Dive into Flux

Hi JavaScript soldiers,

let me share some opinions about the Flux application architecture. Before we begin, let’s take a look at the two-way data binding features. It sounds interesting and promises you easy development. It even does so.
Until your app is big enough.

Once you need to look under the hood of how it works, it’s really hard to understand the data flow, all the points where data could be changed and the sequence of these changes. There is simpler way of data management using one-direction data flow.

The State

Well, there must be kind of data storage in your application. I don’t mean the SQL database on the server. I mean kind of object with the tenant data that are used by your app on the front-end. These data either are shown now or will be shown by some conditions.

Not the whole data bunch will be shown in one moment. There is the part related to current visuals, let’s say the State.

<nerd-mode> Technically the State contains not only the part of data related to visuals. It’s like the snapshot of the system.
So if we have the whole data bunch and apply the “State X”, the system should become like it was by “X”. </nerd-mode>

From now on if I say Store I mean the data storage in general and the State in particular.

One direction

As you already understand, the Store/State resembles the Model in MVC. The View becomes the data from the Store/State.
So S → V.
Consider that the data enter the Store via one single gate, let’s say Action. Taking into accounting previous formula, A → S → V.
Even if the View wants to update the Store, it does not do it directly:
wrong: S ← V
right: V → A → S

Continuing this, there might be different sources of data updates but all they go via Actions:

  • XHR → Actionxhr → Store
  • View one → Actionv1 → Store
  • View two → Actionv2 → Store
  • setTimeout() → Actiontimer → Store

and so on.

Wait, the app must be asynchronous!

Right, we do not know how and when the Data/State changes. A way of handling state changes well is event mechanism:
the Store emits the event and the View listens to it.
That’s clear but what inside the A-S– or xxx-A-S-cycle? — The principle is pretty similar:
the Action emits the event and the Store listens to it.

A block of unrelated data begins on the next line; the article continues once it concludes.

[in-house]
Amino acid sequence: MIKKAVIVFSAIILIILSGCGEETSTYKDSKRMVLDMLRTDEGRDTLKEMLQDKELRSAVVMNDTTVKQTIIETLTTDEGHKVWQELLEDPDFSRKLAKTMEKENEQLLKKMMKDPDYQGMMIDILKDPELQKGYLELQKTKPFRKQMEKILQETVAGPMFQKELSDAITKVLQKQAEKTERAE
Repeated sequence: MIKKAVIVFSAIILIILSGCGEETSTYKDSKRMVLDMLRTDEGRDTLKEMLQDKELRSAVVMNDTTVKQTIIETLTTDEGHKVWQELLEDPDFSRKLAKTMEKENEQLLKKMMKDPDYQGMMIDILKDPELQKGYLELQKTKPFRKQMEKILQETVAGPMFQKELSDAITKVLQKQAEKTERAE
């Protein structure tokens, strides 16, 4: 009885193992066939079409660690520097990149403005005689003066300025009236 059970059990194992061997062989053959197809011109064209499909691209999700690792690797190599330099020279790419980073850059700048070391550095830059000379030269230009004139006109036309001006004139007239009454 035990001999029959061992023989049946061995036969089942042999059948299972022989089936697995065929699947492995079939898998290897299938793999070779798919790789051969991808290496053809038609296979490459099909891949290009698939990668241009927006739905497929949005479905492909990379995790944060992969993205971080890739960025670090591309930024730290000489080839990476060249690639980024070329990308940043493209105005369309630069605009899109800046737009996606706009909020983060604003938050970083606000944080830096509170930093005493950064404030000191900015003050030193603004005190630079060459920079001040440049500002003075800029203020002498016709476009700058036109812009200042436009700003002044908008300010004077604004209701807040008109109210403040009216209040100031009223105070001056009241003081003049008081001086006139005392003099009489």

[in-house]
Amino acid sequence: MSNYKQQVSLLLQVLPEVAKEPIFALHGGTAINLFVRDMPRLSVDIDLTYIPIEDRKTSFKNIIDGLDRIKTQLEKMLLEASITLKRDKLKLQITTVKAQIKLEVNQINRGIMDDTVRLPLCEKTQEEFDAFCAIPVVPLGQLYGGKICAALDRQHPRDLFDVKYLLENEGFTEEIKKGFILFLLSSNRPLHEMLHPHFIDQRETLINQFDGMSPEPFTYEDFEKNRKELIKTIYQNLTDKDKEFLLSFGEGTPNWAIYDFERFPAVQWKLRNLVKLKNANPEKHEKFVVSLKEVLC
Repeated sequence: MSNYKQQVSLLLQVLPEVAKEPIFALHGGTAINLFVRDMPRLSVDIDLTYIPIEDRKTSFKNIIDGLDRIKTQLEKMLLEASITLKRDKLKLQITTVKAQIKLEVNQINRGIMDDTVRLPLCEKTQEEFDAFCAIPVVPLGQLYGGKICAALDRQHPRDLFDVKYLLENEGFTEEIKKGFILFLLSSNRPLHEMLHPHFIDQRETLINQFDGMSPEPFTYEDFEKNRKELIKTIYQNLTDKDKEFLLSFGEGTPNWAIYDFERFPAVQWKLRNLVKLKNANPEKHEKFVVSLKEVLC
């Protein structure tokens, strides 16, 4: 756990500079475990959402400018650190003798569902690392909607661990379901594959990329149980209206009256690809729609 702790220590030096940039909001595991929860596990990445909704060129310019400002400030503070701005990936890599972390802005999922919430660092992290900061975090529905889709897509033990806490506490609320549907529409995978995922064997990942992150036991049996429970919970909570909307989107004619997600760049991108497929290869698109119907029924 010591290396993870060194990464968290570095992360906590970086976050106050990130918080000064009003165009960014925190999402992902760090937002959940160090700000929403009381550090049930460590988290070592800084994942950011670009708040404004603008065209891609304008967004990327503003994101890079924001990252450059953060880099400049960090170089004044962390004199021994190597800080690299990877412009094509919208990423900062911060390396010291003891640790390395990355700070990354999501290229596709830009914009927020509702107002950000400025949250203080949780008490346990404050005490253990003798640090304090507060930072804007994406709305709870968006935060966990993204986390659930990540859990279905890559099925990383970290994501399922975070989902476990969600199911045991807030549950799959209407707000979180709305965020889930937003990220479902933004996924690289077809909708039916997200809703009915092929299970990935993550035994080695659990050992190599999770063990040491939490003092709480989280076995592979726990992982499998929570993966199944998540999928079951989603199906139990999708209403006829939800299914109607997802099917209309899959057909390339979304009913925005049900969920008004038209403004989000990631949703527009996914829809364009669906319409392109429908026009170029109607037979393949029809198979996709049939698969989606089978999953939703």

There is one moment here. Flux architects from the Facebook designed the Dispatcher as the event engine. So here is the scheme:

// ------------ actions.js ------------
var Actions = {
  update: function (data) {
    // emit the event
      type: 'UPDATE',
      payload: data

// ------------ store.js ------------
var _store = { data: null };

// inheriting from NodeJS EventEmitter
var Store = assign({}, EventEmitter.prototype);

// listen to what Actions emit
Dispatcher.register(function (action) {
  if (action.type === 'UPDATE') {
    _store.data = data;
    Store.emit('CHANGE', _store);

// ------------ view.js ------------
Store.addEventListener('CHANGE', function (data) {
  document.querySelector('#field').innerHTML = data || '';

Ok, what benefits do I get?

  1. Any piece of code that wants to change the data should use Actions.update(...). That’s great: we have single entry point for all the data in the app!
  2. This code supports asyncronous approach well. Considering you have to get new data by XHR, you just invoke the
    inside the xhr.onreadystatechange handler!
    The data will be updated automatically once they appear.
  3. This approach supports multiple data sources:
    document.querySelector('#name').onchange = function () { Actions.update(this.value); };
  4. This approach supports different strategies for different data sources, for instance,
    • you can design different Actions for XHR data and for Form data,
    • assign ’em different types,
    • manage ’em in different way inside store.js → Dispatcher.register()
    • and even decide whether the Store should emit the CHANGE event or not depending on data source/strategy.

Now the most interesting bonus: you can handle the asyncronous code as sync one!
How is it made? Wait for the next episode.

Experienced professionals can detect lack of nuances like dispatchToken and so on. I described how Flux works roughly; more info could be found on their site.


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